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Potentially life-threatening emergency
Large bowel obstruction
Other Resources UpToDate PubMed
Potentially life-threatening emergency

Large bowel obstruction

Contributors: Brit Long MD, Taylor Reffett MD, Michael W. Winter MD, Sara Manning MD
Other Resources UpToDate PubMed

Synopsis

Emergent Care / Stabilization:
  • Give fluid resuscitation to patients presenting with hypovolemia or signs of shock, with pressors as needed.
  • Obtain urgent surgical consultation and administer early antibiotics for patients presenting with signs of bowel ischemia or sepsis.
  • Provide symptomatic therapy with intravenous (IV) pain medication and antiemetics.
  • Give the patient nothing by mouth.
Diagnosis Overview:
A large bowel obstruction (LBO) occurs when intraluminal contents fail to pass through the large intestine. This results in dilation of the proximal large bowel, with fluid accumulation, gas production, increased intraluminal pressure, and bacterial overgrowth. Bacterial translocation can then lead to bacteremia and sepsis.

Unlike small bowel obstructions (SBOs), LBOs often occur secondary to colorectal malignancies, accounting for 60% of all cases. Stenosis secondary to diverticular disease and volvulus account for another 30%. Other causes include compression from intra-abdominal masses and stenosis secondary to inflammatory bowel disease, radiation, or surgical anastomoses.

LBOs may be partial or complete. A simple LBO is characterized by a single point of obstruction. A closed-loop obstruction is characterized by occlusion of the bowel at 2 points and has the highest risk of ischemia due to occlusion of the blood supply. A classic example of this is sigmoid volvulus. A competent ileocecal valve may also contribute to closed loop obstructions as the large bowel cannot decompress proximally.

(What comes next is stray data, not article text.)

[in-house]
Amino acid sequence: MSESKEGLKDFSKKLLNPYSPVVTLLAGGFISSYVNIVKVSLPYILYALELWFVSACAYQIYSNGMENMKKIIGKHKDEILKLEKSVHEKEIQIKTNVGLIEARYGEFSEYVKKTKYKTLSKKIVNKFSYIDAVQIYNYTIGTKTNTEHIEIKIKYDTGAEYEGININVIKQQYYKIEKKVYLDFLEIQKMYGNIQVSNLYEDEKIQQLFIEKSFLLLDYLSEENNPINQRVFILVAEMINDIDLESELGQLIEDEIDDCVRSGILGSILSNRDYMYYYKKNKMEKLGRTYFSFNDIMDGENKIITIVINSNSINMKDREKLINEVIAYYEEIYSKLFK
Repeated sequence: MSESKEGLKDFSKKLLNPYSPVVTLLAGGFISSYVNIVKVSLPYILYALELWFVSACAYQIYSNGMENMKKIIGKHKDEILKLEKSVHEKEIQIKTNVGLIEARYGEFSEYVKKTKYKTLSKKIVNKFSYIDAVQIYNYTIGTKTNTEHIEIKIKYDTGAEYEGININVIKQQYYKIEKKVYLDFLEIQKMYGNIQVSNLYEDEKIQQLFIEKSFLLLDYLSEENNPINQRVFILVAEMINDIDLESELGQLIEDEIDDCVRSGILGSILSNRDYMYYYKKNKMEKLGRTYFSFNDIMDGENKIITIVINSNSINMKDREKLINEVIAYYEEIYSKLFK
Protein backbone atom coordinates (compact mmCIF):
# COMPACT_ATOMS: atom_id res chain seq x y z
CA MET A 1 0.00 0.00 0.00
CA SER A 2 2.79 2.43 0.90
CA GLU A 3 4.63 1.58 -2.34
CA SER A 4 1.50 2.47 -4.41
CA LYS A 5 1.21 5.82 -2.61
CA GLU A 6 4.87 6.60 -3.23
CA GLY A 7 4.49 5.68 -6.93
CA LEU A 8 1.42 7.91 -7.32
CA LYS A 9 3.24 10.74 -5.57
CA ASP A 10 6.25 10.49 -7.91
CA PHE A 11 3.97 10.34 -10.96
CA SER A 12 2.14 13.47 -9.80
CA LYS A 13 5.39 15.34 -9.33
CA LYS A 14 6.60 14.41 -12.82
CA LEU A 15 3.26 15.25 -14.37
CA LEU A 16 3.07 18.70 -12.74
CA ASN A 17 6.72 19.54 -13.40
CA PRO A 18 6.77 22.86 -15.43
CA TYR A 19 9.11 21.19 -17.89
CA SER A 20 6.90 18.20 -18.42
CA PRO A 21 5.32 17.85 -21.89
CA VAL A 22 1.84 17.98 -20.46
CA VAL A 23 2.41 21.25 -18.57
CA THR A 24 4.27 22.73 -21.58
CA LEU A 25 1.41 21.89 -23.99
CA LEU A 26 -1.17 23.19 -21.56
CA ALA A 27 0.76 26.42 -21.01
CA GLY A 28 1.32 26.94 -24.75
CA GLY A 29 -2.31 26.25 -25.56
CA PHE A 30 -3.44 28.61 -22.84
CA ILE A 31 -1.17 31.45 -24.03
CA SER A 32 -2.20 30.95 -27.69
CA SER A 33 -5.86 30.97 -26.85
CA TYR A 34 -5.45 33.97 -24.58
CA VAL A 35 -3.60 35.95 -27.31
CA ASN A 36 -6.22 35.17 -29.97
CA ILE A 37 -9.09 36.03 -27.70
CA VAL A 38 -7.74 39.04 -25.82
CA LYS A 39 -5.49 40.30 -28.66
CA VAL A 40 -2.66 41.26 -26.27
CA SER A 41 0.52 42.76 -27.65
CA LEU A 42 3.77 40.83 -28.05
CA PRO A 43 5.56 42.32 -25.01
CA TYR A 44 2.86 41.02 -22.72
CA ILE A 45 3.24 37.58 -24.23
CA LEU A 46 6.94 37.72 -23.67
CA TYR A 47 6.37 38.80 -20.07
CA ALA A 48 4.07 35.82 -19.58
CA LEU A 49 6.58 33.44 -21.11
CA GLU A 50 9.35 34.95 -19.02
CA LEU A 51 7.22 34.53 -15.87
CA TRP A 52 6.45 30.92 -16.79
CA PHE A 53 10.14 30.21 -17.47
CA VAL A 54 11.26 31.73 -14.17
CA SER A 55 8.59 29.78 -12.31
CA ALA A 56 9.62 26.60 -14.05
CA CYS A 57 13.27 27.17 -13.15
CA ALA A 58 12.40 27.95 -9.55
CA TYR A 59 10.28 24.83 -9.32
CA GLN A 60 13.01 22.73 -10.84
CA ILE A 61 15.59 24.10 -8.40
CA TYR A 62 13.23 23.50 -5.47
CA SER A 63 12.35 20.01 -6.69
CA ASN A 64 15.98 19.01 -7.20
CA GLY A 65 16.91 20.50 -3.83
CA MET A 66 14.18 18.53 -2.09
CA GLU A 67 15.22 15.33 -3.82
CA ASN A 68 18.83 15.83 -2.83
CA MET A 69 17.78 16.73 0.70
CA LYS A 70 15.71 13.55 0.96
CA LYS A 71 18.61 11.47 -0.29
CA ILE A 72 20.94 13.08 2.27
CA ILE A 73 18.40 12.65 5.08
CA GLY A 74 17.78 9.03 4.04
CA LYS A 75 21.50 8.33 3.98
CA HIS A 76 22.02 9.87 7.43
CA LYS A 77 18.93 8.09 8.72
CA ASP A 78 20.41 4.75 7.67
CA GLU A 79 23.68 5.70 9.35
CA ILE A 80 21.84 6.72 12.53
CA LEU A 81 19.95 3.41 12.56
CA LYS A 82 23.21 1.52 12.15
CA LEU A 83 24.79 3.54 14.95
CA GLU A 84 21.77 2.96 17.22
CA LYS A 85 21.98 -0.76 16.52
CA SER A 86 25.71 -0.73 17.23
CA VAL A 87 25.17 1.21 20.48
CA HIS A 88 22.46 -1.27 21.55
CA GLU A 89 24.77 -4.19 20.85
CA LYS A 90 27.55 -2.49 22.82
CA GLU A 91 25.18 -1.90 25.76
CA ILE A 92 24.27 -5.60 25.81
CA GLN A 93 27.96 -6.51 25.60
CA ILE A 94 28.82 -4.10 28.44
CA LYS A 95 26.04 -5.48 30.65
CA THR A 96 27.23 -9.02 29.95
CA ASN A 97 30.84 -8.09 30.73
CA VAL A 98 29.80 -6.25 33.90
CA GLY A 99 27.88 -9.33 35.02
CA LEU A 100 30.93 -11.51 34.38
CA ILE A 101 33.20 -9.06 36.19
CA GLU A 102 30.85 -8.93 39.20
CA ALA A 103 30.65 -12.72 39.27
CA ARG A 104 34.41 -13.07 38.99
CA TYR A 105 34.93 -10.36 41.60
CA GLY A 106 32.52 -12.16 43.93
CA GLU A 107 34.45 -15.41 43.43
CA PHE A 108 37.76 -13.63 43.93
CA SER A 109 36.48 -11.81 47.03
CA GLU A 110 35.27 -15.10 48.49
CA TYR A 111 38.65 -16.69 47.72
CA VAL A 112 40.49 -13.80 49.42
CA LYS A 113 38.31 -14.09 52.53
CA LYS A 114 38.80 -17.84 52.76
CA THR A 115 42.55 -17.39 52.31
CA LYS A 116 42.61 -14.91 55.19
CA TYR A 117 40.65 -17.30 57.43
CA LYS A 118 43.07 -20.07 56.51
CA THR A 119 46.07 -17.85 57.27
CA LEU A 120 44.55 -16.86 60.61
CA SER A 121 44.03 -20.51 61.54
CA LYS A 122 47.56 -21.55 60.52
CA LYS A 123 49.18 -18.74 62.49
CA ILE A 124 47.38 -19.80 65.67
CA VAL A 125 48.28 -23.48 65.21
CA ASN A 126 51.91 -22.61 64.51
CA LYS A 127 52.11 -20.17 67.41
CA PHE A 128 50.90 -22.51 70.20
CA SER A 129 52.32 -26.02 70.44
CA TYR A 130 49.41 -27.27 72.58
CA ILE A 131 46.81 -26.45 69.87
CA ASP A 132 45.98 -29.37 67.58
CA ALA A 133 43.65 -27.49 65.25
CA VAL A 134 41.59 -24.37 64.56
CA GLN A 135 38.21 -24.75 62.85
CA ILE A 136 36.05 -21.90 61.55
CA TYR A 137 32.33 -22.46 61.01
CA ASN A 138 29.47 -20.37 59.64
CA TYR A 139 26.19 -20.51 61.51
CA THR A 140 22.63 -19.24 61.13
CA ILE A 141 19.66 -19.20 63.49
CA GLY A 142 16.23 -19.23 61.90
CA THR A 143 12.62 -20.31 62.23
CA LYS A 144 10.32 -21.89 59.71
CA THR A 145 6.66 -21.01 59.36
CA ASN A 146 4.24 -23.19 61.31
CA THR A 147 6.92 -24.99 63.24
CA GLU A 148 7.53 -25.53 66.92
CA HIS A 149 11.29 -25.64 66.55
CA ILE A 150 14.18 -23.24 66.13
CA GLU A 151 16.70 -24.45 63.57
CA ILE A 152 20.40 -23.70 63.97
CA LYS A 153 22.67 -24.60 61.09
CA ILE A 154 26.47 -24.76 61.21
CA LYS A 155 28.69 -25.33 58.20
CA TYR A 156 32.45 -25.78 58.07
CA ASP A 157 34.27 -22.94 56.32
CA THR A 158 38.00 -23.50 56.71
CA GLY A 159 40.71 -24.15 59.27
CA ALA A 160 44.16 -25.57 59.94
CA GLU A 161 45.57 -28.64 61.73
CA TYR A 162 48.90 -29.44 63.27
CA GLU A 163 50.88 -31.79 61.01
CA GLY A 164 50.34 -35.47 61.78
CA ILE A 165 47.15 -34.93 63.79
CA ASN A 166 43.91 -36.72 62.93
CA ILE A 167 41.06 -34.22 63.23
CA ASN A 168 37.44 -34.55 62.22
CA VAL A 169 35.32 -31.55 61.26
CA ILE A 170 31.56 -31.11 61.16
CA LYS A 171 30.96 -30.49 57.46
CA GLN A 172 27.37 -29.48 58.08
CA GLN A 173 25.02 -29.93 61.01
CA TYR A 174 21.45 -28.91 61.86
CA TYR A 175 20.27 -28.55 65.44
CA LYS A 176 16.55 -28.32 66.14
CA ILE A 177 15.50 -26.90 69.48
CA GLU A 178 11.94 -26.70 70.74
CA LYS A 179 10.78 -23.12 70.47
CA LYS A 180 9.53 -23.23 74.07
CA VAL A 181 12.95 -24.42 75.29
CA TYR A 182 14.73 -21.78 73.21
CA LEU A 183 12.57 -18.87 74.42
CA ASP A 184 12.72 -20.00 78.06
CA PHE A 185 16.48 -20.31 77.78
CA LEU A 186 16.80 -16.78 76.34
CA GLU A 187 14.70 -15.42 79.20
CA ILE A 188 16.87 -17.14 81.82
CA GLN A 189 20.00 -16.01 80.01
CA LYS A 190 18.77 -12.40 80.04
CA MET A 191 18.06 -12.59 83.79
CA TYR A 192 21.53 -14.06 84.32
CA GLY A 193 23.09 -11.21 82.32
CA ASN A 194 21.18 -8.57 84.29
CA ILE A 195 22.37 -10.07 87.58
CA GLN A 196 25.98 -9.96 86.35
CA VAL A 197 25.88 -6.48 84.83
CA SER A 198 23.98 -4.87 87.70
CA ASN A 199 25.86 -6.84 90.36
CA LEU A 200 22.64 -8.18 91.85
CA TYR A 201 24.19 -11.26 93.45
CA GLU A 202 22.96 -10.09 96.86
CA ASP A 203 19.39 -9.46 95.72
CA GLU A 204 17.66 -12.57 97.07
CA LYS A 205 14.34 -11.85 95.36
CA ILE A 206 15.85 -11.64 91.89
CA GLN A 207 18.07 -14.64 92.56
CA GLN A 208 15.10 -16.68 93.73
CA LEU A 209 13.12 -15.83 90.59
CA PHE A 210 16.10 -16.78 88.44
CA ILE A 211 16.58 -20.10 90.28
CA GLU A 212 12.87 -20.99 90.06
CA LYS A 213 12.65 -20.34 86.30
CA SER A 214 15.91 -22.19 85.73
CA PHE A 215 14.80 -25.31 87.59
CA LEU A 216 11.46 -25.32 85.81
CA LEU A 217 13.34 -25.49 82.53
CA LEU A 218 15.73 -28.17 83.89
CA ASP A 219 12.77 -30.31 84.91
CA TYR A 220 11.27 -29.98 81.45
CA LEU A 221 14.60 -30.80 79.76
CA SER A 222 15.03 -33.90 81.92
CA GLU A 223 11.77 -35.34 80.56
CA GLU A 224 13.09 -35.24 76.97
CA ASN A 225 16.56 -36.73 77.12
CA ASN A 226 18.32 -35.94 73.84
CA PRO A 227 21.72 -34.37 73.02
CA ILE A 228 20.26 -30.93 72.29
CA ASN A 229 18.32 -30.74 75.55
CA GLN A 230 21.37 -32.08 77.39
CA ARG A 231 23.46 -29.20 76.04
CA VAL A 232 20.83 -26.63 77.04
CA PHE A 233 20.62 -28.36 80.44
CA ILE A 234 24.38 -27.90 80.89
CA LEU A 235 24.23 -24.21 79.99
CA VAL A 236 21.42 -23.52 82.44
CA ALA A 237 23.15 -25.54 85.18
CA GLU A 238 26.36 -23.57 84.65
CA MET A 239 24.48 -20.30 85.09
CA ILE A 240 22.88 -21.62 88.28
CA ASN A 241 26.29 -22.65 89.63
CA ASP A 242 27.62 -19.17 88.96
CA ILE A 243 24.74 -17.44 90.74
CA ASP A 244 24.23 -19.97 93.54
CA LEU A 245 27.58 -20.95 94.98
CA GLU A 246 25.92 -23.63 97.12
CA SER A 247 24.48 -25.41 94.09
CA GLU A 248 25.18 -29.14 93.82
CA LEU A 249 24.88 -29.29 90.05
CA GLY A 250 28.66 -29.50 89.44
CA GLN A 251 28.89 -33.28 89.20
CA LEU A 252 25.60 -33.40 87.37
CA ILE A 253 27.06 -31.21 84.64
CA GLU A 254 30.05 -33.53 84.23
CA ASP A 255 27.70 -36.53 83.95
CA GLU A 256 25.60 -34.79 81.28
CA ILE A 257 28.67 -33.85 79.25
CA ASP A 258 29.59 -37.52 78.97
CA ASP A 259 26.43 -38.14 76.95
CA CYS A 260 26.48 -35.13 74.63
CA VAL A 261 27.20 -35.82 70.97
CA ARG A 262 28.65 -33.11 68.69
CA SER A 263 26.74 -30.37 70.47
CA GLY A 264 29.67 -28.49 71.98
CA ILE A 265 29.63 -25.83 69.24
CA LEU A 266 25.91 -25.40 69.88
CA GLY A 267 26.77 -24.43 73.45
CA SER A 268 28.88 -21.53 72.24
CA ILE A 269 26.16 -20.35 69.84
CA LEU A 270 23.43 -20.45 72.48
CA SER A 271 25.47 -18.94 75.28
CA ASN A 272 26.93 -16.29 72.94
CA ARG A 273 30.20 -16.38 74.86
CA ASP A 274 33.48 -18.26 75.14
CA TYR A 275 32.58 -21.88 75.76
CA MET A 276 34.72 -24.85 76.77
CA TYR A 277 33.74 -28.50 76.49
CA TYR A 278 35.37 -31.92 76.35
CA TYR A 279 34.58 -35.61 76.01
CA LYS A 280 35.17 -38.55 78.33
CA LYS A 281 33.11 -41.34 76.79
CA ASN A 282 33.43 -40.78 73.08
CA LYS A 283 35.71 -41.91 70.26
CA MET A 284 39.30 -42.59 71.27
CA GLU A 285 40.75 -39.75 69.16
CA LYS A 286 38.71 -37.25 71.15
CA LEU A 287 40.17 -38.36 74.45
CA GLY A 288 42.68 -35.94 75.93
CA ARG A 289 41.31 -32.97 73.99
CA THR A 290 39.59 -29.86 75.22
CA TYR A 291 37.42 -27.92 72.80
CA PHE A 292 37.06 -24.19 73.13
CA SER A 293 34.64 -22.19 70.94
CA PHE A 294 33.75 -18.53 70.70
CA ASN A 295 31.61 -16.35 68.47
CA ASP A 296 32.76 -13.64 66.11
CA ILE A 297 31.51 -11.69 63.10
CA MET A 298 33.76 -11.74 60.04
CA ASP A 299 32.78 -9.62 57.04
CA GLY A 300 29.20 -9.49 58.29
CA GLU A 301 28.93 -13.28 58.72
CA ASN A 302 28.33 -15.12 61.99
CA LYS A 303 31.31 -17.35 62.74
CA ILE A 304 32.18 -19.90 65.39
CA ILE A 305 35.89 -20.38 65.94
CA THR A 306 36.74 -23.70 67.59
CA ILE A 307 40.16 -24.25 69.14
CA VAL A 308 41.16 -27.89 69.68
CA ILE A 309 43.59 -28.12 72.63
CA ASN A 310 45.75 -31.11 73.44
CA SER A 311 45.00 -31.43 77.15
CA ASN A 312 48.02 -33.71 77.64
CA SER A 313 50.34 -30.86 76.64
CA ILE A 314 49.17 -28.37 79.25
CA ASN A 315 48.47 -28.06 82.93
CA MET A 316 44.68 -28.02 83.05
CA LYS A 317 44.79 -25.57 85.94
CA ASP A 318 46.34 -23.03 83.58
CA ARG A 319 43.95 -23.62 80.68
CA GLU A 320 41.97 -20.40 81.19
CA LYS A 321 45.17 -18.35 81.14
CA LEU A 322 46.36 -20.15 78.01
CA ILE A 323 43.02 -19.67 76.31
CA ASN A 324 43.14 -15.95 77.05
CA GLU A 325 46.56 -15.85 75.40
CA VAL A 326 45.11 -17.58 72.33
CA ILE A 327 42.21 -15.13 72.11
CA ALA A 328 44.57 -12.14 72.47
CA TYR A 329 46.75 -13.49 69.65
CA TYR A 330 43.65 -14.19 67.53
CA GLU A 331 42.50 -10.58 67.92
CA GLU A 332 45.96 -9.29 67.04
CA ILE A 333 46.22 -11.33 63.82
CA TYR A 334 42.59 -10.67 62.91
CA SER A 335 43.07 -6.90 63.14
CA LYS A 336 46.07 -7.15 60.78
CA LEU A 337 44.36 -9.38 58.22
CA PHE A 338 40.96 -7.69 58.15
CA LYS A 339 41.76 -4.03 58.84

Patients present with severe abdominal distension and inability to pass stool or flatus. Abdominal pain due to LBO is typically less severe and more gradual in onset compared to SBO. However, patients with LBO typically have more severe distension compared to SBO, as well as nausea and vomiting.

Patients presenting secondary to colorectal malignancy often have a history of alternating diarrhea and constipation over the preceding weeks to months and may have had bleeding per rectum. A change in stool caliber and/or weight loss may be present and suggest malignancy is the cause of the LBO. Left lower quadrant (LLQ) pain can be suggestive of diverticular disease. Sigmoid volvulus is more common in older patients, those on a high-fiber diet, those with a history of chronic constipation, and long-term care facility residents. Cecal volvulus differs in that it occurs most commonly in patients between the ages of 30 and 60 years and in those with a pelvic mass, prior abdominal surgery, and in the third trimester of pregnancy.

Obstruction leads to increased colonic dilation, eventually leading to necrosis and perforation of the bowel. Patients with bowel ischemia or perforation usually have more severe presentations, often with signs of peritonitis, sepsis, and hemodynamic instability.